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Патент USA US2404968

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July 3@, 1946.
Filed March 17, 1943
2 Sheets-Sheet l
éenerat or
0/7 Preasure
0/'/ Pressure
Ju?y my @460
Filed March 17, 1945
2 Sheets-Sheet 2
Patented July 30, 1946
Albert Leyer, Rieden, near Baden, Switzerland,
assignor to Aktiengesellschaft Brown, Boveri &
Cie., Baden, Switzerland .
Application March 17, 1943, Serial No. 479,530
In Switzerland February 3, 1942
9 Claims.
(Cl. 290-40)
’ 2
Di?iculties often occur in connection with the
V trating different adjustments of the valve in the
regulation of turbines operating in parallel due
oil line connection between the outlet sides of the
novel governor and the usual turbine governor.
In Figure 1, the reference numeral I indicates
a steam turbine, 2 is one of several inlet valves,
partly to the absence of a uniform characteristic
(frequency-power curve) for the turbine governor.
It has been found that a straight-line charac
teristic with variable inclination offers the great
est advantages for parallel operation. This, how—
ever, only applies to the characteristic for steady
There is also a characteristic for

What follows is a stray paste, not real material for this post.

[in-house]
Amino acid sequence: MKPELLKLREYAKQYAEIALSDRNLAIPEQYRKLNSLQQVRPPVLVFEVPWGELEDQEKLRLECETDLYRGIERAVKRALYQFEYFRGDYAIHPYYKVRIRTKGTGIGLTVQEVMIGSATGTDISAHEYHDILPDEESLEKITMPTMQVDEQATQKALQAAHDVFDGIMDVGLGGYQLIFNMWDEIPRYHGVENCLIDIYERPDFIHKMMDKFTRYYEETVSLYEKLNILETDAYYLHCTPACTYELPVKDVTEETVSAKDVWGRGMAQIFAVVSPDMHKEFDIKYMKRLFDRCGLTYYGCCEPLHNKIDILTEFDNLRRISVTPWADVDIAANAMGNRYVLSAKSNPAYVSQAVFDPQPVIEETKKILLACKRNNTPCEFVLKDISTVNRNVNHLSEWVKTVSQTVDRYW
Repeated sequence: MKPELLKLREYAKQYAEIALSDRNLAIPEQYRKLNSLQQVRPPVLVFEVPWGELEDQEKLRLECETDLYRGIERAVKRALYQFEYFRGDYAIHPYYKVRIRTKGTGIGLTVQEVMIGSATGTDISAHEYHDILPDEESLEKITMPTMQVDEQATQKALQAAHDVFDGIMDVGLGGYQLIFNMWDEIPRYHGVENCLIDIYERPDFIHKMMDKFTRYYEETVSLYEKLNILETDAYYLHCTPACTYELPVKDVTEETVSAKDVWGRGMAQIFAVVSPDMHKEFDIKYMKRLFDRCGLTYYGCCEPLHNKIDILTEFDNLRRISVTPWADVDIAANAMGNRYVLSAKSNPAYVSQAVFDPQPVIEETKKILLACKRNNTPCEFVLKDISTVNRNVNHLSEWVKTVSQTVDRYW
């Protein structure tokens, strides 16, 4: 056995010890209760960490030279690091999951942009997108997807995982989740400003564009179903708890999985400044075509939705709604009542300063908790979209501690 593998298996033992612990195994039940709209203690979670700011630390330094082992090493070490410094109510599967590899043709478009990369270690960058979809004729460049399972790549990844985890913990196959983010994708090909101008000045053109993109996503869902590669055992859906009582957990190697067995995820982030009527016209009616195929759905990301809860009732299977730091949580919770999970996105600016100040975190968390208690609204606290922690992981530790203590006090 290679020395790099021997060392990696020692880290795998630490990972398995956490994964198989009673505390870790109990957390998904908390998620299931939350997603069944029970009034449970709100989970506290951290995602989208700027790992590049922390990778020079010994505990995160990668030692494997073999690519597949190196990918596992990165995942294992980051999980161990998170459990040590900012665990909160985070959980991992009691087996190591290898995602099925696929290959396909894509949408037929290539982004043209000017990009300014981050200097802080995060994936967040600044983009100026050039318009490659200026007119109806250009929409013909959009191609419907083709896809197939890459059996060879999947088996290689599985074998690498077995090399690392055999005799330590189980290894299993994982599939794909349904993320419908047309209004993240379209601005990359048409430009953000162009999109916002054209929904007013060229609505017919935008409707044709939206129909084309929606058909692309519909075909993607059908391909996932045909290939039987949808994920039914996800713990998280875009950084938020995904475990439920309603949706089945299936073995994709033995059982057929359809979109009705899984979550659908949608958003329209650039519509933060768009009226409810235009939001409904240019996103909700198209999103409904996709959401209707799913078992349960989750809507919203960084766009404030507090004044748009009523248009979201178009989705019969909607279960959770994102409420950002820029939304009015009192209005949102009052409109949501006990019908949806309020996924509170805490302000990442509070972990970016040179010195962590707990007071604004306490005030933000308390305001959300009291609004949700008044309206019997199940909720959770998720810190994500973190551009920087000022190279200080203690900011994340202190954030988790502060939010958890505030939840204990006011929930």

temporary conditions but from this it can only
3 a governor, 4 an oil pump, 5 a pressure-holding
valve, 6 the control block of the FP-governor, 1 a
frequency meter, 8 a wattmeter, 9 a throttle
valve, lo a stop valve, | I a return-flow pipe, whilst
I is the pump oil system, II the normal control
ling oil system and III the controlling oil system
be demanded that its inclination, which is a meas
for the FP-governor. The ?gure shows clearly
ure of the temporary degree of irregularity does
the simple and logical construction of the gov
not at any point fall below the value which is
absolutely necessary for the stability of the reg
ernor and also indicates the manner in which it
15 operates. The electrical measuring instruments
The present invention concerns a regulating
1, 8 are connected in the usual manner to the line
L from the generator G that is driven by the tur
device for pressure ?uid controlled prime movers
bine I, the leads to the frequency meter including
whose construction is based on an appreciation
an adjustable choke 23 that will be described in
of the foregoing facts and where according to the
invention a frequency or speed governor is com 20 detail hereinafter. The operation is based on both
instruments 1 and 8 passing their measuring im
bined with a device for indicating the power in
such a manner that a straight-line regulating
pulses to the control block 6 which in dependence
on these controls the oil system III. This sys
characteristic results. The power-indicating de
vice is preferably a wattmeter in the case of tur